It’s been both fascinating and annoying to have the past two weeks of social media chock full of advertising promoting the 50 Shades of Grey film and articles upon articles of critiques, commentaries, film reviews and denouncements. The novel and the film have become the object catalyzing strong reactions, as well as a means for bloggers generate social media currency and expand their audience. The web analytics for this phenomenon are off the chart (249 million Google web hits on the title alone). Lord knows what this poorly reviewed flick will net at the box office given the marketing, hype and hysteria it has generated.
This certainly makes writing a blog post of my own the pot calling the kettle black. Yet, at the risk of being accused of clickbait, I stumbled upon a couple of references spanning Martin Buber and C.S. Lewis this week that linked a key idea of human relationships and communication to 50 Shades and made it worth sharing in the form of a post.
This past Sunday Bruxy Cavey, teaching pastor at The Meetings House in Toronto, gave a teaching on Jesus and the Samaritan woman at the well from John 4:10. While I highly recommend the entire message, toward the end Cavey provided an easy-to-understand overview of Martin Buber’s I & Thou—admittedly better that some of the times I have attempted to describe this in my communication classroom. The basic idea is that there are two modes of relatedness between people: one of relating to the other as an object, a means to an end; and one of relating to the other as a subject, through what Buber describes as dialogue—the “inter-human.”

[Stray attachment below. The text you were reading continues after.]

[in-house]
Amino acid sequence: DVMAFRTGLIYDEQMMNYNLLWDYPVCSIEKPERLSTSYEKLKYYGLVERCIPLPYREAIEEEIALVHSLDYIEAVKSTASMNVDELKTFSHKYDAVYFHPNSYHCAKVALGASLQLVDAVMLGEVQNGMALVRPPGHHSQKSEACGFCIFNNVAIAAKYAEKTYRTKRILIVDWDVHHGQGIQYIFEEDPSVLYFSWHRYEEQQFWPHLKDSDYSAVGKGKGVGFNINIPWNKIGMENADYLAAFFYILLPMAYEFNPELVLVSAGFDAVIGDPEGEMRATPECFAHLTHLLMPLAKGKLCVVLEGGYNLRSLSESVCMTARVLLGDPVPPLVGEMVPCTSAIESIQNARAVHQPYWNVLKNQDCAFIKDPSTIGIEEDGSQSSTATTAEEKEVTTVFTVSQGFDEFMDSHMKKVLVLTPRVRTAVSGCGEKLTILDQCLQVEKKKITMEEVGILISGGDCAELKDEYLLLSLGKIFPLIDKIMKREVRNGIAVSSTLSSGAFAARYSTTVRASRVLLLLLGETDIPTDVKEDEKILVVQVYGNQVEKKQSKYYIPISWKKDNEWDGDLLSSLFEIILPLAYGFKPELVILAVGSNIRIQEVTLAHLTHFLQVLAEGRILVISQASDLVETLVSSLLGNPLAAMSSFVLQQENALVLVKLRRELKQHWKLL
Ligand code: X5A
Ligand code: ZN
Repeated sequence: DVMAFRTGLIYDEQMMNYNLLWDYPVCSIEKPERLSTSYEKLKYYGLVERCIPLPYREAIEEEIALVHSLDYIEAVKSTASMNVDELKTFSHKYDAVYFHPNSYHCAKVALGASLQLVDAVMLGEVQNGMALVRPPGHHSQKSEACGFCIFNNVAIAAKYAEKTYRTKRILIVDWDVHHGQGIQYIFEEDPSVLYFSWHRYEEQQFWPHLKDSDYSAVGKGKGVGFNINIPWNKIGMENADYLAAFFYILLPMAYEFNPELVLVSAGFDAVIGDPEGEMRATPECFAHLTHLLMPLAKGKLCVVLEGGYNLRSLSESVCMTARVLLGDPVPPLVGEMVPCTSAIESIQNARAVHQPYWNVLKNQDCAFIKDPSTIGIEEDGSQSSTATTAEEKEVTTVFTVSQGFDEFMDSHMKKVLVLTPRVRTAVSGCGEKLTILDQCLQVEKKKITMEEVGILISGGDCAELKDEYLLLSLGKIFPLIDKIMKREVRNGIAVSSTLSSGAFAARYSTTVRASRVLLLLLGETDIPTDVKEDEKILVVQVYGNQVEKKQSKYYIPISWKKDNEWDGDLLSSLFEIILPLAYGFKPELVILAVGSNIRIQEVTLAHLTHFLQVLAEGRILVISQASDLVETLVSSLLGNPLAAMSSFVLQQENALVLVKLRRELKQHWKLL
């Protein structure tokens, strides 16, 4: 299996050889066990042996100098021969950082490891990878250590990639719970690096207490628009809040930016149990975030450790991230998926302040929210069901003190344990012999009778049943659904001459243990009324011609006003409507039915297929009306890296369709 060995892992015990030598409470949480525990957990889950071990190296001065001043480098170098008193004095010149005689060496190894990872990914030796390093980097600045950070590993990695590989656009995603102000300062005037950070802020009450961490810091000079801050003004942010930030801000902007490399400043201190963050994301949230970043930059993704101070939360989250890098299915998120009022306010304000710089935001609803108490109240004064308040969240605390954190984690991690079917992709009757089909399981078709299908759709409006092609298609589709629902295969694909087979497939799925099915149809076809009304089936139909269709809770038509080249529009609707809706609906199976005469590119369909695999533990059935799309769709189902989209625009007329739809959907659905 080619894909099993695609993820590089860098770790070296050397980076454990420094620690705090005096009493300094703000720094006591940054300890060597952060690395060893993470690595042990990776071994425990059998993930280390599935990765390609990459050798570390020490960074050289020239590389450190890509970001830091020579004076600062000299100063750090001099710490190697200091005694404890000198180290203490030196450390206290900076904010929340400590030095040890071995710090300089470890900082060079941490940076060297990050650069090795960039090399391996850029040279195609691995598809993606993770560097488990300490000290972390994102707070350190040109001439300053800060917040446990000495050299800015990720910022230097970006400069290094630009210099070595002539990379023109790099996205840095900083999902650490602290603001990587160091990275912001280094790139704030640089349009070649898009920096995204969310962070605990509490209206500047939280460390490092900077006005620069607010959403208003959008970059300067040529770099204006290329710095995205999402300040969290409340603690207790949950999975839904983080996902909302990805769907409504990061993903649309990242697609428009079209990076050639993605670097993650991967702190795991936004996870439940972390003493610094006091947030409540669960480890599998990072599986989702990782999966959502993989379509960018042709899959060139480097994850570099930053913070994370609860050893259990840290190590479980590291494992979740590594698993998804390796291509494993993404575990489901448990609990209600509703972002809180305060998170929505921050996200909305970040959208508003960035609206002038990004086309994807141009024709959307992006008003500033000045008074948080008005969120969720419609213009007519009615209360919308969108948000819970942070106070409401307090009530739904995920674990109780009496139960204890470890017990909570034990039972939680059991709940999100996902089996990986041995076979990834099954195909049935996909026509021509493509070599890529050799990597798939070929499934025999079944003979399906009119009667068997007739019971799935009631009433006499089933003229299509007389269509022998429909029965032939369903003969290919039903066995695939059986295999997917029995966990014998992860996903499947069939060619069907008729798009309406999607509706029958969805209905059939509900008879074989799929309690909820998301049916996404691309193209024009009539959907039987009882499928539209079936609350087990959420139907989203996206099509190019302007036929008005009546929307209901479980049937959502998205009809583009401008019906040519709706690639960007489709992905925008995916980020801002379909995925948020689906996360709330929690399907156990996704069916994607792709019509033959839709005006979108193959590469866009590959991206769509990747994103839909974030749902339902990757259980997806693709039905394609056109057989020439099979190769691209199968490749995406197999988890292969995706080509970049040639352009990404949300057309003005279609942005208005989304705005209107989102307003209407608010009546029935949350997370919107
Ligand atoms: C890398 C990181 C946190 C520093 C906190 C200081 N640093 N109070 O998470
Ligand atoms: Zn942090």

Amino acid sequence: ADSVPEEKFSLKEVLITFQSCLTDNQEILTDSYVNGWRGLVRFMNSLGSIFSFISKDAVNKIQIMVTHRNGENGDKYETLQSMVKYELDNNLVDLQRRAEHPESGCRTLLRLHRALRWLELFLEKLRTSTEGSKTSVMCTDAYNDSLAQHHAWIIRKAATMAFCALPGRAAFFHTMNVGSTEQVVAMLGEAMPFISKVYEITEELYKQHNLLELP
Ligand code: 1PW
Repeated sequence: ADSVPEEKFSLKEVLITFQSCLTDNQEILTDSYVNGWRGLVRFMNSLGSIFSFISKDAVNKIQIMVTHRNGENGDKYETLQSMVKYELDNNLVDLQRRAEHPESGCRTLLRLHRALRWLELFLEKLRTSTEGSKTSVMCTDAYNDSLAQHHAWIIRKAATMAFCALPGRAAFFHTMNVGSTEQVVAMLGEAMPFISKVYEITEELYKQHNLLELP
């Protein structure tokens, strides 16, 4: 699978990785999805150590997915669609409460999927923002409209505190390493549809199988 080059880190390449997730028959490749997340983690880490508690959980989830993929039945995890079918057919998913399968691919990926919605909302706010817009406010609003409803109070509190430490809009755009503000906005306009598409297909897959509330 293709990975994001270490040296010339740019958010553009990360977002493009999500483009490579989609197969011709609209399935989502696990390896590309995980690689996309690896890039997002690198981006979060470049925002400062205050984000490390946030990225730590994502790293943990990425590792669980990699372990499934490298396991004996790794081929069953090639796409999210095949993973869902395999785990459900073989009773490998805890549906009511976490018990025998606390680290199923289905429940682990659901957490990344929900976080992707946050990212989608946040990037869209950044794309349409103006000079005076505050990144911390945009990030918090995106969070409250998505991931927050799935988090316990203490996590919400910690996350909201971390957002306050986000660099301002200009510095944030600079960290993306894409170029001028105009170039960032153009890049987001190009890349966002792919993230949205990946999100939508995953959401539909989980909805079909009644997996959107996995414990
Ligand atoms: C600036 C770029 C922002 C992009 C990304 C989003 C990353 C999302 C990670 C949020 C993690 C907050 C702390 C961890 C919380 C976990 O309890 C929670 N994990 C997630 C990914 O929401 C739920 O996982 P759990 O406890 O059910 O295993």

Having been reminded of the I & Thou concept while listening to The Meeting House podcast on my drive to work, I was struck by a correlation to this C.S. Lewis quote from The Four Loves in an article I came across in my social media feed (reposted from a blogger previously unknown to me):
Sex is a sensory pleasure; that is, an event occurring within one’s own body. We use a most unfortunate idiom when we say, of a lustful man prowling the streets, that he ‘wants a woman.’ Strictly speaking, a woman is just what he does not want. He wants a pleasure for which a woman happens to be the necessary piece of apparatus. How much he cares about the woman as such may be gauged by his attitude to her five minutes after fruition (one does not keep the carton after one has smoked the cigarettes).
In many ways, 50 Shades’ Christian Grey is a metaphor of the kind of alienation that is all too common in a culture where more and more of our relationships subsist in mediated, even titrated, human contact. We shun the openness and vulnerability required for I & Thou relationships in favor of connections where we can control the outcome and get what we want. Christian Grey’s need for a “contract” with his submissive partner is the ultimate symbol of a thoroughly objectified relationship—which is quite honestly the relational position where such abuse and exploitation occur, as Lewis points out.
This is why I feel it is important to recognize the great potential for all of us to lose our ability to relate to one another as subjects rather than objectified means to an end when more and more of our interpersonal communication is digitally mediated to afford us more control, novelty and less vulnerability. Research is showing a lower readiness for first-hand encounters as people gravitate to simulations or personal technologies that afford relational control.
On Valentines Day 2015 it is helpful to reflect on the temporality and exhaustibility of objectified love and the perpetual nature of love comprised in the I & Thou of two subjects. Let the 50 Shades conversation in the culture cause us to embrace a higher love, just as Jesus related to, and with, the Samaritan woman and called her to an eternal life of the same:
Everyone who drinks this water will be thirsty again, but whoever drinks the water I give them will never thirst. Indeed, the water I give them will become in them a spring of water welling up to eternal life.